Movie Review: David Fincher’s Gone Girl


For a lot of cinephiles, they probably admitted this ages ago, so apologies for arriving at the party a bit late. So here it goes… DAVID FINCHER IS A MOVIE MAKING GOD!!!

Gone girl is a loud film, surprisingly for a low-beat psychological thriller. This is amazingly so because large part of the movie revolves not around things as they are, but things as they appear to be. Bolstered even more by the severely biased minds of its main characters (But really, isn’t that how humans really are?) It is a film grounded in so much surrealism, Fincher has led us into a world where we live the characters’ lives as it is in their heads, so much so the reality becomes very displeasing for both Nick and Amy Dunne. Amy justifiably more unbalanced and crazy than Nick, but who is really at fault here?

Very early in the movie, Nick Dunne returns home from the bar to find Amy, his wife of five years gone and a table overturned and broken with signs of struggle. Naturally he calls the police and the ensuing search takes us into the shallowness and depths of human capability. Nick, a Missouri bred, former men’s magazine writer, self-described as a type-B personality feels the pressure to seem more affected by his wife’s disappearance leading to a series of catastrophic overcompensations. The climax of which is ultimately the “killer smile” scene. Amy, the pregnant blonde, beautiful poster child for American sympathy, we find out has been increasingly dissatisfied with her marriage through a series of journal entries taking us from their happy newlywed, sex everywhere phase to her fear that she has become something to be discarded.

From start to finish, my eyes and thoughts were fixed on getting to the tail end and I just kept biting my fingernails in anticipation and asking myself ‘What next? Oh my! what next?! It can’t get any worse than this, can it?’
Not reading the book ahead of seeing the movie was a big plus for me. But two years seemed like a mighty long time to have an amazing book like this adapted into a movie.

All hail the great and awesome David Fincher. With works such as The Girl with the Dragon Tattoo, The Social Network and The Curious Case of Benjamin Button (one of my favorites) one can’t help but bet good cash on this one.
The twisted psychological thrills and suspense all the way to the score of the movie sent shivers down my spine. There is this scene which shall not be described (let’s just say, it’s a very violent scene) where my heart almost beat out of my chest. It’s been a while since a thriller gave me such chills. And this wasn’t just any kind of thriller. It was a masterfully made mind juggling puzzle.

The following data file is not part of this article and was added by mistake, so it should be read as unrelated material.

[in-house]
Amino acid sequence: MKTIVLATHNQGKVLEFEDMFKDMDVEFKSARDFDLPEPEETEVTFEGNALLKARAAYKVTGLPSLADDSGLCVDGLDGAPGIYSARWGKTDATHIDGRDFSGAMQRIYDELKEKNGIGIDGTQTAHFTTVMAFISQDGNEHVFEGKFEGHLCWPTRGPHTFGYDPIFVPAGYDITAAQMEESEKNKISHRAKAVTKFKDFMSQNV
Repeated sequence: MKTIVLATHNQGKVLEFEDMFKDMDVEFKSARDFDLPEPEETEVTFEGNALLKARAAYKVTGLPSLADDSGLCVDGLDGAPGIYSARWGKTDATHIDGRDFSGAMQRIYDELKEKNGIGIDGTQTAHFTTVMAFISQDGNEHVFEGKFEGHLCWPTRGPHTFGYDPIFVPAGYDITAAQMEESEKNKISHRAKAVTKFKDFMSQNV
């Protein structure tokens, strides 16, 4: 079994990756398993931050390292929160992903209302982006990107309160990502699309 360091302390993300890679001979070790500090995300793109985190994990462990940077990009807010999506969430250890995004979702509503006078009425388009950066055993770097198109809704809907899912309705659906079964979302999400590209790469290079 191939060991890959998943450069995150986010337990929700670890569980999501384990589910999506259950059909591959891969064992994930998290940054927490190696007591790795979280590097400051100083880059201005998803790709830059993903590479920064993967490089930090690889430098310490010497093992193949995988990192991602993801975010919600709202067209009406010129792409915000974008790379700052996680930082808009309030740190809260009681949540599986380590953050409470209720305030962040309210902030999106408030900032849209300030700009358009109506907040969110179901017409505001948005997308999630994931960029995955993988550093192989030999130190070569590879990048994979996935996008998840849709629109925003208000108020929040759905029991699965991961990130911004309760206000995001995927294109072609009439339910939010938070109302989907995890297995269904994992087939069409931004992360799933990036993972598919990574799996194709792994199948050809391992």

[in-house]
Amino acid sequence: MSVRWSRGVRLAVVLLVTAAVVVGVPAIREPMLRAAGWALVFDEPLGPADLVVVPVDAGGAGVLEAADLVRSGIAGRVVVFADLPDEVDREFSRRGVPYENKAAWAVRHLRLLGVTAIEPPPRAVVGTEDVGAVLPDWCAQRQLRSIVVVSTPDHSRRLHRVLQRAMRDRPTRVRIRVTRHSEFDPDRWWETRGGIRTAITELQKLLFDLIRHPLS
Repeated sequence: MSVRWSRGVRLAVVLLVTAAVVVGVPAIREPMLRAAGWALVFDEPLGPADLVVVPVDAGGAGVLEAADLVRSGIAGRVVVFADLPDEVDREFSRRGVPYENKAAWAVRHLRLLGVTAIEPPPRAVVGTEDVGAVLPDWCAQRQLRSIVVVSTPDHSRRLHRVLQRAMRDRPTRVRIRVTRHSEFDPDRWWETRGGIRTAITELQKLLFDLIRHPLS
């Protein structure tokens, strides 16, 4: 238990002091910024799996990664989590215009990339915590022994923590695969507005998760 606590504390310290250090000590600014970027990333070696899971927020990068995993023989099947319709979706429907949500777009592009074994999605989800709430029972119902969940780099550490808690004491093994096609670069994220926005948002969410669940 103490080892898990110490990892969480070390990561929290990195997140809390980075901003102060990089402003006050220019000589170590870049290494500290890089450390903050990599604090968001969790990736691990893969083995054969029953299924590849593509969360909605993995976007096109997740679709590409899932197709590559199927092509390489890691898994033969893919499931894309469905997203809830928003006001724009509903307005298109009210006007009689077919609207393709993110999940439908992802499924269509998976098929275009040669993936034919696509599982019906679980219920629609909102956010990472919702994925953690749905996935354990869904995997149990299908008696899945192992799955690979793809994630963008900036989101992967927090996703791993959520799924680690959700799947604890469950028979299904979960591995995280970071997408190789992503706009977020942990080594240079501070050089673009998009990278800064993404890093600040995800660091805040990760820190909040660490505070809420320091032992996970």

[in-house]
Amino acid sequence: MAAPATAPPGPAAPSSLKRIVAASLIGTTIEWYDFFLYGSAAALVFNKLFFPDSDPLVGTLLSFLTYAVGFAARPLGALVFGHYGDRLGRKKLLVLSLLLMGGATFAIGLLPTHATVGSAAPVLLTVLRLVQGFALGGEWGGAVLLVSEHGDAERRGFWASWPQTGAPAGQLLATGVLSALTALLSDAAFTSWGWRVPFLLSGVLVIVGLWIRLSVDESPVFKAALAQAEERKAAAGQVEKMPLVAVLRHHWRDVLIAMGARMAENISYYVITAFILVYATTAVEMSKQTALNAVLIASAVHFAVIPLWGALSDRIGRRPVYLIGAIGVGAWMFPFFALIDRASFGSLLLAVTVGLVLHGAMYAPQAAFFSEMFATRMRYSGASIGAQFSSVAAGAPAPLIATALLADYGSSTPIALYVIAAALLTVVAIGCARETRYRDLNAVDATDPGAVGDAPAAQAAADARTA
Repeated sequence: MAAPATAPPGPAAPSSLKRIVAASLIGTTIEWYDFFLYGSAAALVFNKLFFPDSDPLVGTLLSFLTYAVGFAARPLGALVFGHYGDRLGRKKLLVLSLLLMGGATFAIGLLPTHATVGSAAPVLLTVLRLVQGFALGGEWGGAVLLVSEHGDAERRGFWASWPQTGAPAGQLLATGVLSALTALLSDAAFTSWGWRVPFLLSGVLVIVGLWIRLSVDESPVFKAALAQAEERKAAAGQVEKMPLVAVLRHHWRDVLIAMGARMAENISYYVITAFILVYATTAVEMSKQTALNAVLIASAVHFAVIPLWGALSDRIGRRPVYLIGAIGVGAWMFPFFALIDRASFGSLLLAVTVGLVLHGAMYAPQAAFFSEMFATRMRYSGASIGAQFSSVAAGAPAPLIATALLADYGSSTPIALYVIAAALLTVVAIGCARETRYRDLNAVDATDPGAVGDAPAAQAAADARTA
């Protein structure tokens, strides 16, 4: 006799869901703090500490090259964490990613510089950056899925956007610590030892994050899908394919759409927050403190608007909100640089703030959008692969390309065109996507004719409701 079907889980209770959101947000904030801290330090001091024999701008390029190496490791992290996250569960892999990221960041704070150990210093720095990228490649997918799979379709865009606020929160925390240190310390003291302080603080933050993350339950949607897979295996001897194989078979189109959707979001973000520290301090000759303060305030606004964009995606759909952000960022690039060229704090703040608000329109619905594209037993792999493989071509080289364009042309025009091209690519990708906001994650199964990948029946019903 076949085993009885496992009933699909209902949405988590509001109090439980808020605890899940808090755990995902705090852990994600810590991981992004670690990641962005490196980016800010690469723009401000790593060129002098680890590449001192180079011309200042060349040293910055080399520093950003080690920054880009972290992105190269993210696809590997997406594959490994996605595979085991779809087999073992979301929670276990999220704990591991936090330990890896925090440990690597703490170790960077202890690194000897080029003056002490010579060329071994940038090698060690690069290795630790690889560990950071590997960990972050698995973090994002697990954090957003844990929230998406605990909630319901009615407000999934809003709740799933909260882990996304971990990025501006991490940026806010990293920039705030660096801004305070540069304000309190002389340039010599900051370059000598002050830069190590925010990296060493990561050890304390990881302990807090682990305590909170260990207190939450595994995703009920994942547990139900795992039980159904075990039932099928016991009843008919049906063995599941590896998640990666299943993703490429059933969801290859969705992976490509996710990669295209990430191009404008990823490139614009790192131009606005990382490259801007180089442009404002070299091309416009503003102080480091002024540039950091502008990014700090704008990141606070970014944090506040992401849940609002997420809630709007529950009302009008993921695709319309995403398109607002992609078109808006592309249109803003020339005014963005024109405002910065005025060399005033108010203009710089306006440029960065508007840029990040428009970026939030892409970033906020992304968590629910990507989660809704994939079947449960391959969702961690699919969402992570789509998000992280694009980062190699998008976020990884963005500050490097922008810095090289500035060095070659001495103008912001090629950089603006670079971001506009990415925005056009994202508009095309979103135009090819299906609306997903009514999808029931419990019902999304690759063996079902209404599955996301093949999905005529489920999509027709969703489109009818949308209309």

It was almost impossible to figure out what to expect next. Once in a while, a movie so well written comes around that you can hardly figure it out. You have no idea what to expect in the next scene. You simply just sit there, marvel at the movie’s awesomeness shrouded in nail biting and pee holding suspense and anticipate the next thing that would be thrown at you. I duff my invisible hat to Gillian Flynn for birthing this masterpiece. Buuut, in life nothing can be perfect so I’d have to give a downside approval to the scenes before the end credit. Yeaaah…we can’t always eat our cake and have it can we? Damn you Gillian.

Central to Gone Girl’s story is the score, masterfully composed by the duo of Trent Raznor and Atticus Ross. A score so potent in fear, you don’t realize how afraid you were till the moment has passed and you heave a sigh of relief. It lulls you into a false comfort keeping you only just mildly aware of the danger looming before you. Look out for ticking clocks, drowning sounds and haunting shrieks. The cinematography is flawless, coated with beautiful hues that shift as frequently as the storyline.

Come on! With Ben Affleck , Rosamund Pike, Tyler Perry, Neil Patrick Harris and Carrie Coon all guided by David Fincher. What could go wrong?
I haven’t really had the chance to watch Rosamund and Carrie on the big screen till recently but I couldn’t help but fall in love with their talent. To think Carrie looks NOTHING like her character on set was unexpecting. Then Rosamund was just…just the star of the show. Do not underestimate the wrath of the female specie. Never. Like never ever.
Neil Patrick Harris and Tyler Perry were a breath of fresh air. Really loved not seeing a Madea in a movie featuring Tyler Perry. I couldn’t help waiting for Neil to throw up his hand for a legendary high five once in a while though…
Then Ben..My buddy Ben. Can’t believe I wasn’t into seeing his movies back in the day. I literally had to be dragged from wherever I was to see any of them. But then Argo, The Town and Good Will Hunting bit me in the ass (thanks to the big bro) and I never looked back after then. Still I’m kinda finding it hard depicting him as Batman…but that’s by the way.

The Verdict

Fill in the blanks people. You know what it is. You cannot hype a movie this much without it being a Popcorn & Soda.

Don’t need to give further reasons do I?
But, i shan’t speak for the masses so i give you the grace to give your verdict in the comment box below.

Post written by M.Y, Fareeda and Kiki.

By the way, do you know that we will be giving away 50,000 naira cash and a movie poster deal with a Sodas&Popcorn accliamed film maker to the Winner of the Nollywood Movie Spoof Competition? You wanna know more? Click here to find out.